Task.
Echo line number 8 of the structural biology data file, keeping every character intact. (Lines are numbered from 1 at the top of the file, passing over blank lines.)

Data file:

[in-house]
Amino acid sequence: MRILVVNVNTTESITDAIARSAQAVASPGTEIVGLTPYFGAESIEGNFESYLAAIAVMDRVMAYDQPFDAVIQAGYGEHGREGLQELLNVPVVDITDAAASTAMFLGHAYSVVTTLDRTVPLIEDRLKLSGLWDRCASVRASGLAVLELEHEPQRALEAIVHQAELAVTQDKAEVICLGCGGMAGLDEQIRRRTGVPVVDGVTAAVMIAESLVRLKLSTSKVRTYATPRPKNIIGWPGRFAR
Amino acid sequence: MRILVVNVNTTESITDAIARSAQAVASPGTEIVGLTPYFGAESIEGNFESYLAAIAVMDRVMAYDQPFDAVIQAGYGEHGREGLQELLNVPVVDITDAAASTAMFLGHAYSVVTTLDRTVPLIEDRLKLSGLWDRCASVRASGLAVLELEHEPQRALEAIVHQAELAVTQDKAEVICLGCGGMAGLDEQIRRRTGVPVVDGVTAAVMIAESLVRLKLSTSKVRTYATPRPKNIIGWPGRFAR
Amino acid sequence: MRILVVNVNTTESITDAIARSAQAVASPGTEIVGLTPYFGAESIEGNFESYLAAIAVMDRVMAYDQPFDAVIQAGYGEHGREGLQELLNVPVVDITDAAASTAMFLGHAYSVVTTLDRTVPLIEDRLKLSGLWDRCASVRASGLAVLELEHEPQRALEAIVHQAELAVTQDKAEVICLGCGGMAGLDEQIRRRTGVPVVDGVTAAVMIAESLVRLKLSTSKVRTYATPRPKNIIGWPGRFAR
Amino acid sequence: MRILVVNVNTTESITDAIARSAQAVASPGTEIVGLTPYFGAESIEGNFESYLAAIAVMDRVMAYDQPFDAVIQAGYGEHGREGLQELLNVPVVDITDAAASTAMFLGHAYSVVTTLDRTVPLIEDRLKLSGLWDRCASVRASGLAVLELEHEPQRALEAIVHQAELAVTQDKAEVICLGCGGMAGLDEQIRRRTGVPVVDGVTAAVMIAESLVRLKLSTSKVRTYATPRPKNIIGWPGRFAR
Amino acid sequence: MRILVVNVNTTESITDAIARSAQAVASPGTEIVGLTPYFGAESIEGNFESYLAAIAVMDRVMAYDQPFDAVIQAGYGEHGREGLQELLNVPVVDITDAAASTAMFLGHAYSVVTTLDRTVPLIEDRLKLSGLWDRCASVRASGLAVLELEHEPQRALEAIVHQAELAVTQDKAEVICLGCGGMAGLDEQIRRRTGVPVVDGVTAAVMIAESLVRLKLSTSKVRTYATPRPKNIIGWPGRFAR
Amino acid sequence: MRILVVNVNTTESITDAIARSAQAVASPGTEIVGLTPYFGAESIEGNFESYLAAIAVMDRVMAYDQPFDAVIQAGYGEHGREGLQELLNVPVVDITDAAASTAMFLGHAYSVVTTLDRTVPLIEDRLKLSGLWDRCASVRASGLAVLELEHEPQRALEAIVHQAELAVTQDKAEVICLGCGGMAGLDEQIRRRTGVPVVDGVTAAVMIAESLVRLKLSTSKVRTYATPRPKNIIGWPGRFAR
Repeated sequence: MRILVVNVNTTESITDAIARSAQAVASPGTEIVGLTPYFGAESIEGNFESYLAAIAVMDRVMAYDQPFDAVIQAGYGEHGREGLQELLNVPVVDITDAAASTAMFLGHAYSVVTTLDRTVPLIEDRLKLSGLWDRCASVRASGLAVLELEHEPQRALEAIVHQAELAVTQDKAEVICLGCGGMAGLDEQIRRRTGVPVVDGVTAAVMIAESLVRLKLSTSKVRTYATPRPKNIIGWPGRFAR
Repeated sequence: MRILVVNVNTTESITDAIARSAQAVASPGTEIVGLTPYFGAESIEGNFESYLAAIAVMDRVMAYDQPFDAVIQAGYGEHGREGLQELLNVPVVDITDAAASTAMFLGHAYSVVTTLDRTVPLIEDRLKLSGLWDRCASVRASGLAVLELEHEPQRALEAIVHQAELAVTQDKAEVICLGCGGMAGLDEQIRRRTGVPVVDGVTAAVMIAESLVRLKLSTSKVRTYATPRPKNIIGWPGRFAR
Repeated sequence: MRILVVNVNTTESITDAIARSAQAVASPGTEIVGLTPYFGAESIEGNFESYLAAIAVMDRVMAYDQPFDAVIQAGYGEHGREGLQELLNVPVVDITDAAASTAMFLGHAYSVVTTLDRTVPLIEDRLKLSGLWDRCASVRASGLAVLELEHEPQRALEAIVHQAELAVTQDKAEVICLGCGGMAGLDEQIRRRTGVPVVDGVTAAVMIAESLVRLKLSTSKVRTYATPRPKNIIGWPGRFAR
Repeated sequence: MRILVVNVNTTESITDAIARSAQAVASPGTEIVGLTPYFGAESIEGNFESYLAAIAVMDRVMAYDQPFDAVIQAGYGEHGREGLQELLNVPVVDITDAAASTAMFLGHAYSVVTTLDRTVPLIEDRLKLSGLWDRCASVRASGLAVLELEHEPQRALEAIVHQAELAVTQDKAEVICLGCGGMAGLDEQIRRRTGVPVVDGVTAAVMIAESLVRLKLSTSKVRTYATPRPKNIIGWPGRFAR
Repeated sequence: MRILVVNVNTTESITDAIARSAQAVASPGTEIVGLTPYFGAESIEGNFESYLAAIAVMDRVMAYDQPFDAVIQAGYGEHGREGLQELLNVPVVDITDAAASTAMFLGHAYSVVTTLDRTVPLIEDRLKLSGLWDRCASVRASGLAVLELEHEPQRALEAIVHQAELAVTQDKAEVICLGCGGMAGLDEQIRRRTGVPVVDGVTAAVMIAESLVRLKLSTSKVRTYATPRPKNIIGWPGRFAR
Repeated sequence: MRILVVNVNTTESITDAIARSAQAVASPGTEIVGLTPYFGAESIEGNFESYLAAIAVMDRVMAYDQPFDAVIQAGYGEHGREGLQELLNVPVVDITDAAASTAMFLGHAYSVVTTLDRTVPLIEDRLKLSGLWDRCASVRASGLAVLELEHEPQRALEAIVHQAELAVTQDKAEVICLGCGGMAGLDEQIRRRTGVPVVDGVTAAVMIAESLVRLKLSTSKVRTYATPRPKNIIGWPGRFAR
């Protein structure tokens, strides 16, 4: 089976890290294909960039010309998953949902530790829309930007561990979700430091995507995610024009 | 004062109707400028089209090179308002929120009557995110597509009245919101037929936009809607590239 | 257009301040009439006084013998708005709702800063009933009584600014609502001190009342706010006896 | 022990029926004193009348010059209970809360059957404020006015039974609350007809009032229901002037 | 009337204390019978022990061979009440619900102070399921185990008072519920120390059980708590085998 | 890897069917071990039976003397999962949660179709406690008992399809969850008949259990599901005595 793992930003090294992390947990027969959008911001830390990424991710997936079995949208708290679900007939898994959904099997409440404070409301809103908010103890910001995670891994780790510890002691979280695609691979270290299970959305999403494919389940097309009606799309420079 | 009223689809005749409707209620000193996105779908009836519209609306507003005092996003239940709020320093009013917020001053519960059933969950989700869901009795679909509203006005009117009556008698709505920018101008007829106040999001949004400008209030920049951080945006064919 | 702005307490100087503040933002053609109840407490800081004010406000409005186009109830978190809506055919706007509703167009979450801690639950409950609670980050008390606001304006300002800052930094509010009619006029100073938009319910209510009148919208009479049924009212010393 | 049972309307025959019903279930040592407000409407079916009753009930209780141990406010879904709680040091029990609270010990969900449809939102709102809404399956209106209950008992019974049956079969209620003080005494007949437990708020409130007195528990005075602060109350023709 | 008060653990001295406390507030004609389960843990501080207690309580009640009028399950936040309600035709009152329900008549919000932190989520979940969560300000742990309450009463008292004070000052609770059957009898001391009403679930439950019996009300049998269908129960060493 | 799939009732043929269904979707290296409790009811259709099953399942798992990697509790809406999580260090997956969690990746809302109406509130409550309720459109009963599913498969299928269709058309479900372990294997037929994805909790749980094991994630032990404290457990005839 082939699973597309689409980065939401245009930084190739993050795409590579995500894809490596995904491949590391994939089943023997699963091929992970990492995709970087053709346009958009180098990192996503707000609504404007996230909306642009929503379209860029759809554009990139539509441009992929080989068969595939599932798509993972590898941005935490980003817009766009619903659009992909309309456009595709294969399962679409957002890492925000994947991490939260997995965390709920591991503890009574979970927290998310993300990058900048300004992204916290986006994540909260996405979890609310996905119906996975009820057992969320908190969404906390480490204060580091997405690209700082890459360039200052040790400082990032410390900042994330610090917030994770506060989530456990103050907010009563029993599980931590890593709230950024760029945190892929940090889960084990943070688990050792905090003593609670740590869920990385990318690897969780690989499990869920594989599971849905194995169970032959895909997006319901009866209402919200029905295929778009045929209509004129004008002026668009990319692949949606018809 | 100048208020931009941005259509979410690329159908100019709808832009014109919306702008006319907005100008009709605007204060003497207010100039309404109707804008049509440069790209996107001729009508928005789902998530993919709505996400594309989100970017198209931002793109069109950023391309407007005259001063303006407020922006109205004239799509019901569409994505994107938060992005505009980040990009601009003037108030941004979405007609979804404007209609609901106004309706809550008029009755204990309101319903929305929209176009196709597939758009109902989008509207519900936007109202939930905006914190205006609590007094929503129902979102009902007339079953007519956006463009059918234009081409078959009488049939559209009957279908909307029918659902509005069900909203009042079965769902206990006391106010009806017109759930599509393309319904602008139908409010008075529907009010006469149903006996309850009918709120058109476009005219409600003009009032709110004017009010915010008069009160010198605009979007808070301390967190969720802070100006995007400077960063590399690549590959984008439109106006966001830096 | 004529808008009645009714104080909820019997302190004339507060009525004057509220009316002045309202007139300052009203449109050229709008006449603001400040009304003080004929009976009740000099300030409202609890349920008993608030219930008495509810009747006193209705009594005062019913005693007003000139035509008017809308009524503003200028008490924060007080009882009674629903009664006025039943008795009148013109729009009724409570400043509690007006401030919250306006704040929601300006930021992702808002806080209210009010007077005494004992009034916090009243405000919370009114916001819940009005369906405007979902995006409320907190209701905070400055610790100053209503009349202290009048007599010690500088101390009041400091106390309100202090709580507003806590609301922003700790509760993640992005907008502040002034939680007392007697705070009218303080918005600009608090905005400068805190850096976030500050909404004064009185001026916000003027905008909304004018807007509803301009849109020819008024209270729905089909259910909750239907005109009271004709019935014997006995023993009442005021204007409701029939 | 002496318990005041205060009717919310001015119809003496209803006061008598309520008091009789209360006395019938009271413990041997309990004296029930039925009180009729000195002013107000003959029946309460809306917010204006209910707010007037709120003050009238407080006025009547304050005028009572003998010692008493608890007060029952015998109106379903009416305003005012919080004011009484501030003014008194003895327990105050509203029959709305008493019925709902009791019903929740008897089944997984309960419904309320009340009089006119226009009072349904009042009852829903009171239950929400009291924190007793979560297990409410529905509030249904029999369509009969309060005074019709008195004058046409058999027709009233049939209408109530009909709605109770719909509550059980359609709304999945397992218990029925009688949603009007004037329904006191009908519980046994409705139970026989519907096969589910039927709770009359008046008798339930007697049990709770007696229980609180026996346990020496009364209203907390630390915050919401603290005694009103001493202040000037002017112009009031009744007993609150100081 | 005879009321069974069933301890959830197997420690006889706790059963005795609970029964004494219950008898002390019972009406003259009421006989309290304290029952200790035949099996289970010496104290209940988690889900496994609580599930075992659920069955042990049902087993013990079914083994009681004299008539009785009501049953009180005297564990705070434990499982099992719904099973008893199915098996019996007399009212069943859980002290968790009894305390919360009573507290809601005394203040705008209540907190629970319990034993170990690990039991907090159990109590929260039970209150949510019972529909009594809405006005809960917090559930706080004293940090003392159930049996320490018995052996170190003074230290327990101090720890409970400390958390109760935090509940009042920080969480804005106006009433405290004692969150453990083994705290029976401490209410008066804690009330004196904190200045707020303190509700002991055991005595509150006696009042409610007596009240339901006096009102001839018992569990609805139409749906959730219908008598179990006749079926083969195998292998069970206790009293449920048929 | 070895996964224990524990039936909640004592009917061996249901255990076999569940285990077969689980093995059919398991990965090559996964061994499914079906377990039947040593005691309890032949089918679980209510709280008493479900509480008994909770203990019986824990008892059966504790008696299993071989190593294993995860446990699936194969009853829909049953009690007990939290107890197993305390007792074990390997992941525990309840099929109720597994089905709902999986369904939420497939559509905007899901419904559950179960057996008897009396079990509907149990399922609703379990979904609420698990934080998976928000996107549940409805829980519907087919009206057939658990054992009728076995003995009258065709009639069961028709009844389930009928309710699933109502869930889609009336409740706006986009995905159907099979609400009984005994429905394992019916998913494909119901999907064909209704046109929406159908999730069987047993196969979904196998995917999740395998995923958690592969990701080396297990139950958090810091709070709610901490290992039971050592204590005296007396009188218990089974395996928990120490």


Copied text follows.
Repeated sequence: MRILVVNVNTTESITDAIARSAQAVASPGTEIVGLTPYFGAESIEGNFESYLAAIAVMDRVMAYDQPFDAVIQAGYGEHGREGLQELLNVPVVDITDAAASTAMFLGHAYSVVTTLDRTVPLIEDRLKLSGLWDRCASVRASGLAVLELEHEPQRALEAIVHQAELAVTQDKAEVICLGCGGMAGLDEQIRRRTGVPVVDGVTAAVMIAESLVRLKLSTSKVRTYATPRPKNIIGWPGRFAR